A few months ago, I noticed that people seemed to be getting increasingly short-tempered and uncharacteristically nasty. Not just here on the blog, not just in either Europe or the USA, but literally everywhere I went, virtually or in real life. Normally patient people were snapping at others. The habitually grumpy were either going entirely silent or biting people’s heads off at the slightest provocation. I am reliably informed that my own tendency to brood and think dark thoughts was beginning to rival Guy de Maupassant’s; I’d put it down to being on the home stretch of the novel, but now that I’m coming up for air, that doesn’t appear to have been the cause. It has gradually become apparent that this increasingly negative social mood has come about because very nearly everyone has either been laid off, missed out on a job opportunity, knows someone who has been laid off, or has family members who are unemployed.
Those who are freelancers have been finding fewer jobs dropping in their laps, and the work that they find is less lucrative than it used to be. I went to a good-sized tire store this week to pay for some tires that were changed after hours when I didn’t have my wallet with me – I stopped to make an appointment on the way home and the guy offered to change them then – and learned that everyone had been laid off and the operation would be shutting down at the end of the year. And this was, to all appearances, a large and profitable operation with little competition nearby.
And yet, none of this is particularly new. Unemployment is supposedly lower than it has been and even if we assume the usual statistical shenanigans by the BLS, job losses haven’t significantly increased since last year. So why is the social mood so awful? How can it be so negative when the Dow is higher than it was two years ago? It can’t be the election; even if Republicans are deservedly in the dumps, shouldn’t the Obama-voting majority be happy with things going their way?
I suggest the reason can be seen here, in the chart to the right, which shows two lines. The two lines match very closely from 2005 through the end of 2007; the point of maximum divergence is only 0.6 percent in Q4 2005. They start to part company in Q1 2008, when Z1 falls $358 billion short of the expected Zn. In the most recent quarter, Q3 2012, Z1 is $22.6 trillion lower than Zn, a 40.8 percent divergence.
Z1 represents total credit market debt outstanding, as reported by the Federal Reserve. This, in combination with M2, is the effective money supply. It is the “credit money spent” of which Mises and other Austrians write. Zn, on the other hand, is what Z1 would be if it had continued growing at its historical rate of 2.36 percent per quarter from Q4 2004. What is shows is not credit deflation; Z1 is now $2.4 trillion higher than its previous peak in Q1 2009. It merely shows the lack of credit inflation that the U.S. economy requires to continue providing its illusion of increasing wealth and economic growth. It is why we have seen neither the predicted inflation or deflation, this is observably what can be best described as “debt-disinflation”.
The U.S. economy’s dependence upon a rapid rate of credit growth is not a recent phenomenon. While the 9.8 percent growth from 2005 to 2007 does exceed the 60-year average of 8.6 percent from 1948 through 2007, the 2008-2012 average of 2.0 percent is less than one quarter of the lower figure. The current rate of credit money growth is also less than half that of the previous four-year average lows, 5.1 percent in 1948-1951 and 5.7 percent in 1991-1994.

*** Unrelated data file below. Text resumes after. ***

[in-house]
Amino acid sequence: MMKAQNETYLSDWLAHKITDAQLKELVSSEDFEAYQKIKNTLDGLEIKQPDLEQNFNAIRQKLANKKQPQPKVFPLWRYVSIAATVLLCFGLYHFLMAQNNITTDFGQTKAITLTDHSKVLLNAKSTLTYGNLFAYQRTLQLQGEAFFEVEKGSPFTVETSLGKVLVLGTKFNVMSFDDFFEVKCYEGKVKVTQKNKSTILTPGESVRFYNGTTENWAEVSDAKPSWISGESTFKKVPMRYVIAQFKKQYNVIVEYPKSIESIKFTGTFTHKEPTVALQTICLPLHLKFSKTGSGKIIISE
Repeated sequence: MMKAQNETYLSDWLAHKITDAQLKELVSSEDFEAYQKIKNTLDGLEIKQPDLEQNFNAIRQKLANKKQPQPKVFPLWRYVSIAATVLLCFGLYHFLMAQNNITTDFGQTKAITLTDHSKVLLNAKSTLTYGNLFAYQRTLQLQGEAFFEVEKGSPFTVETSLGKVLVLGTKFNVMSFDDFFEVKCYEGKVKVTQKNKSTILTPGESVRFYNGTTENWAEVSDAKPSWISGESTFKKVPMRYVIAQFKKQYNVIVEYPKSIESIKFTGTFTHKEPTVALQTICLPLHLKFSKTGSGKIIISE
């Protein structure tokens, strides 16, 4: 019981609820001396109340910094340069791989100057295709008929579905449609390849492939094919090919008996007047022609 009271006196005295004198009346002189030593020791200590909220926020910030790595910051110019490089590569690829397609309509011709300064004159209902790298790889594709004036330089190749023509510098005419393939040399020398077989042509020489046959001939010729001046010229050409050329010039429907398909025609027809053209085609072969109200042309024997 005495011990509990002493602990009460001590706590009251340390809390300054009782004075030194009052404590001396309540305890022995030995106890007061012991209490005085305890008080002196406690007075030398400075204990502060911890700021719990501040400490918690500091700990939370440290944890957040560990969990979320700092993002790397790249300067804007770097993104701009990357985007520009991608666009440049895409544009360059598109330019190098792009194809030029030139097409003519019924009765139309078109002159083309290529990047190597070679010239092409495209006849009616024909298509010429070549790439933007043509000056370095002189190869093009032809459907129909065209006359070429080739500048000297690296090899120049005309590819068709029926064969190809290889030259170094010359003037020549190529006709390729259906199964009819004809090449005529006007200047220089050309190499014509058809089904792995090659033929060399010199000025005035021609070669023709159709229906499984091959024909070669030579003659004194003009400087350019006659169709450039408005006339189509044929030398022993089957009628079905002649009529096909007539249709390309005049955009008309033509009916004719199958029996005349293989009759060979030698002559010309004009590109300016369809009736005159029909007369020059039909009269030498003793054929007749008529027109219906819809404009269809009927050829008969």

As Karl Denninger and I have both independently demonstrated, the US economy has not actually grown in real macroeconomic terms since the early 1980s when not only M2 inflation, but Z1 inflation as well, is taken into account. However, the illusion of growth was preserved by the quarterly credit inflation of 2.36 percent. Once that inflation stopped, however, the illusion began to fail. GDP growth has continued by virtue of the federal government’s massive attempt to single-handedly prop up credit growth; if Z1 had kept pace with the federal sector’s rate of growth, Zg would be $112,021 trillion and we would finally have the massive inflation that the inflationistas have been expecting.
That $22.6 trillion gap is the real demand gap that Paul Krugman and the other Neo-Keynesians have been attempting to solve for the last four years. Since they don’t understand the significance of credit, they don’t understand the scale of the problem. Because the Zn-Z1 credit money gap is now larger than the $16 trillion GDP, the futility of attempting to make it vanish by raising taxes or increasing spending should be readily apparent.
And the more the veil thins, the more economic stress people feel. Like those who lived through the Great Depression, they no longer believe the constant assurances that recovery is right around the corner. Just the other day, I was surprised to hear a man in the UK who has hitherto exhibited no interest in economics refer sarcastically to “green shoots”. When Ben Bernanke’s old catchphrase from 2009 is being openly mocked by people living on different continents who probably still don’t know who he is, it should be clear that the illusion is on the verge of complete failure.
So, if you’re feeling more stress than usual this Christmas season, understand that it isn’t all you or your lunatic relatives that are to blame and attempt to cut yourself and everyone else some slack. It may well be the illusion of nonexistent wealth fading away that is contributing to an increasingly corrosive social mood. I don’t have any advice or answers, (although perhaps some inexpensive escapist literature wouldn’t hurt), but sometimes it just helps to realize that you’re not imagining things and the problems you’re perceiving are material rather than figments of your imagination.